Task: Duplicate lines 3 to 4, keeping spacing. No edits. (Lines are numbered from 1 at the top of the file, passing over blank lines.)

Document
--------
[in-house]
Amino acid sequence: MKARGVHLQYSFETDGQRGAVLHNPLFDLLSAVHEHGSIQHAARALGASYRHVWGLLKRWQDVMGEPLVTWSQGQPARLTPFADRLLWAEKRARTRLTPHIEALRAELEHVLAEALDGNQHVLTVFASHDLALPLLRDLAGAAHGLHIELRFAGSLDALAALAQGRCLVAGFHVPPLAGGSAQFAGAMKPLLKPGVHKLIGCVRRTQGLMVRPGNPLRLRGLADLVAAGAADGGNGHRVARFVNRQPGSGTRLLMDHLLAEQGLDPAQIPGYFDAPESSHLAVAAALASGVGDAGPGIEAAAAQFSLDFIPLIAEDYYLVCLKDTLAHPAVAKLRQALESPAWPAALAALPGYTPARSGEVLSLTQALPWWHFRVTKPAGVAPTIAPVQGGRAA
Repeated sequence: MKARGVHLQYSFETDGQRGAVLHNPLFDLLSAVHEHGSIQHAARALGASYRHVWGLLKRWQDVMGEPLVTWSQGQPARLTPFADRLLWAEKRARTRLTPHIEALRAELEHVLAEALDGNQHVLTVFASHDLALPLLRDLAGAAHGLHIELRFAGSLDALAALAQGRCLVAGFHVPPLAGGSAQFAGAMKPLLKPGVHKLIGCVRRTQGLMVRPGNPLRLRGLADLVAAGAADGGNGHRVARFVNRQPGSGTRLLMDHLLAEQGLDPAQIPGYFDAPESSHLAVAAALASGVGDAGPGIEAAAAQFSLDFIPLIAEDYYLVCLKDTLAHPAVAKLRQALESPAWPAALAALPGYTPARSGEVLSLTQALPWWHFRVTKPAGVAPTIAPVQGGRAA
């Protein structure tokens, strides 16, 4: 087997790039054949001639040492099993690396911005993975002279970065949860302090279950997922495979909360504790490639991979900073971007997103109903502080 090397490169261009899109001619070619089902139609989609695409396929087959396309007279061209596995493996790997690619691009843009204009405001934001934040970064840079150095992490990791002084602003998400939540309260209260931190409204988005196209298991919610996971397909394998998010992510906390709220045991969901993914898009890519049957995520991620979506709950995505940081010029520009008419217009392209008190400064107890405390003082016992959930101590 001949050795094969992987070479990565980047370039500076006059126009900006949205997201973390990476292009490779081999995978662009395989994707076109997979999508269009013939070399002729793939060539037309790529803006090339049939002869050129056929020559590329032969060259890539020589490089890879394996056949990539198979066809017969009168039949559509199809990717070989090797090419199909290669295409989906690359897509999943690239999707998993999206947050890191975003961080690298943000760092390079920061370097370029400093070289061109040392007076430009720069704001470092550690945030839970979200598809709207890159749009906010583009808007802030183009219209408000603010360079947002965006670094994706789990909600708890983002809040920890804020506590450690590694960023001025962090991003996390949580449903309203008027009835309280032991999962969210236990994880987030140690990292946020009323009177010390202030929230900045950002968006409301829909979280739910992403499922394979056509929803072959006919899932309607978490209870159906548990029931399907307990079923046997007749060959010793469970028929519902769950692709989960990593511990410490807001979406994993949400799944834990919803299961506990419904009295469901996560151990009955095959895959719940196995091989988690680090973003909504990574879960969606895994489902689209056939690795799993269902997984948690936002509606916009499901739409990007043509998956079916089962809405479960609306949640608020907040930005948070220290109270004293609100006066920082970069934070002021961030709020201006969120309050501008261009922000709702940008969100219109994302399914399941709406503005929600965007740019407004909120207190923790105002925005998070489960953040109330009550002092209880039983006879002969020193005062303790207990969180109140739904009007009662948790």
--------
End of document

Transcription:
Repeated sequence: MKARGVHLQYSFETDGQRGAVLHNPLFDLLSAVHEHGSIQHAARALGASYRHVWGLLKRWQDVMGEPLVTWSQGQPARLTPFADRLLWAEKRARTRLTPHIEALRAELEHVLAEALDGNQHVLTVFASHDLALPLLRDLAGAAHGLHIELRFAGSLDALAALAQGRCLVAGFHVPPLAGGSAQFAGAMKPLLKPGVHKLIGCVRRTQGLMVRPGNPLRLRGLADLVAAGAADGGNGHRVARFVNRQPGSGTRLLMDHLLAEQGLDPAQIPGYFDAPESSHLAVAAALASGVGDAGPGIEAAAAQFSLDFIPLIAEDYYLVCLKDTLAHPAVAKLRQALESPAWPAALAALPGYTPARSGEVLSLTQALPWWHFRVTKPAGVAPTIAPVQGGRAA
């Protein structure tokens, strides 16, 4: 087997790039054949001639040492099993690396911005993975002279970065949860302090279950997922495979909360504790490639991979900073971007997103109903502080 090397490169261009899109001619070619089902139609989609695409396929087959396309007279061209596995493996790997690619691009843009204009405001934001934040970064840079150095992490990791002084602003998400939540309260209260931190409204988005196209298991919610996971397909394998998010992510906390709220045991969901993914898009890519049957995520991620979506709950995505940081010029520009008419217009392209008190400064107890405390003082016992959930101590 001949050795094969992987070479990565980047370039500076006059126009900006949205997201973390990476292009490779081999995978662009395989994707076109997979999508269009013939070399002729793939060539037309790529803006090339049939002869050129056929020559590329032969060259890539020589490089890879394996056949990539198979066809017969009168039949559509199809990717070989090797090419199909290669295409989906690359897509999943690239999707998993999206947050890191975003961080690298943000760092390079920061370097370029400093070289061109040392007076430009720069704001470092550690945030839970979200598809709207890159749009906010583009808007802030183009219209408000603010360079947002965006670094994706789990909600708890983002809040920890804020506590450690590694960023001025962090991003996390949580449903309203008027009835309280032991999962969210236990994880987030140690990292946020009323009177010390202030929230900045950002968006409301829909979280739910992403499922394979056509929803072959006919899932309607978490209870159906548990029931399907307990079923046997007749060959010793469970028929519902769950692709989960990593511990410490807001979406994993949400799944834990919803299961506990419904009295469901996560151990009955095959895959719940196995091989988690680090973003909504990574879960969606895994489902689209056939690795799993269902997984948690936002509606916009499901739409990007043509998956079916089962809405479960609306949640608020907040930005948070220290109270004293609100006066920082970069934070002021961030709020201006969120309050501008261009922000709702940008969100219109994302399914399941709406503005929600965007740019407004909120207190923790105002925005998070489960953040109330009550002092209880039983006879002969020193005062303790207990969180109140739904009007009662948790």